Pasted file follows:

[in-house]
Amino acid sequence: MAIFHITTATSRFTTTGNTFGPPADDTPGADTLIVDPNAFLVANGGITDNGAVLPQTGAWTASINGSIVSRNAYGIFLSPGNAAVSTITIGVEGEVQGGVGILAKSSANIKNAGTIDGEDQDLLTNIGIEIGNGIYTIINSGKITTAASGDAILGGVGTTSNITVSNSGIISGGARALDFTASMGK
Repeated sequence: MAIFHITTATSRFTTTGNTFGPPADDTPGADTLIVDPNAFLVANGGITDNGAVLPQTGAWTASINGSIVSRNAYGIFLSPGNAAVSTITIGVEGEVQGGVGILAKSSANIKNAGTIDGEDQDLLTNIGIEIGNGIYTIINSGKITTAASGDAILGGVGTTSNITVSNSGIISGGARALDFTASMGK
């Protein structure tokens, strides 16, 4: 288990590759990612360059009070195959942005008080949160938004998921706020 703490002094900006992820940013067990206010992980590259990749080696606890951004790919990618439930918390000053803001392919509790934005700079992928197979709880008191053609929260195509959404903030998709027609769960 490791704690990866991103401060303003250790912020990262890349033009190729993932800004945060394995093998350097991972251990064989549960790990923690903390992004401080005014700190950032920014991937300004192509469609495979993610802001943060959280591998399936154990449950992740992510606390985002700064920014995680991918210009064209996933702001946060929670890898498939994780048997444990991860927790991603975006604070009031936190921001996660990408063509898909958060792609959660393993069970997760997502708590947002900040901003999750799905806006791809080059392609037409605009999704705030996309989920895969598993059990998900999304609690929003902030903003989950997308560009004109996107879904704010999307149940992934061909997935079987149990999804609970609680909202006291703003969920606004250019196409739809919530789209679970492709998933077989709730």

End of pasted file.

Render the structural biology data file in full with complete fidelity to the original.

[in-house]
Amino acid sequence: MAIFHITTATSRFTTTGNTFGPPADDTPGADTLIVDPNAFLVANGGITDNGAVLPQTGAWTASINGSIVSRNAYGIFLSPGNAAVSTITIGVEGEVQGGVGILAKSSANIKNAGTIDGEDQDLLTNIGIEIGNGIYTIINSGKITTAASGDAILGGVGTTSNITVSNSGIISGGARALDFTASMGK
Repeated sequence: MAIFHITTATSRFTTTGNTFGPPADDTPGADTLIVDPNAFLVANGGITDNGAVLPQTGAWTASINGSIVSRNAYGIFLSPGNAAVSTITIGVEGEVQGGVGILAKSSANIKNAGTIDGEDQDLLTNIGIEIGNGIYTIINSGKITTAASGDAILGGVGTTSNITVSNSGIISGGARALDFTASMGK
């Protein structure tokens, strides 16, 4: 288990590759990612360059009070195959942005008080949160938004998921706020 703490002094900006992820940013067990206010992980590259990749080696606890951004790919990618439930918390000053803001392919509790934005700079992928197979709880008191053609929260195509959404903030998709027609769960 490791704690990866991103401060303003250790912020990262890349033009190729993932800004945060394995093998350097991972251990064989549960790990923690903390992004401080005014700190950032920014991937300004192509469609495979993610802001943060959280591998399936154990449950992740992510606390985002700064920014995680991918210009064209996933702001946060929670890898498939994780048997444990991860927790991603975006604070009031936190921001996660990408063509898909958060792609959660393993069970997760997502708590947002900040901003999750799905806006791809080059392609037409605009999704705030996309989920895969598993059990998900999304609690929003902030903003989950997308560009004109996107879904704010999307149940992934061909997935079987149990999804609970609680909202006291703003969920606004250019196409739809919530789209679970492709998933077989709730």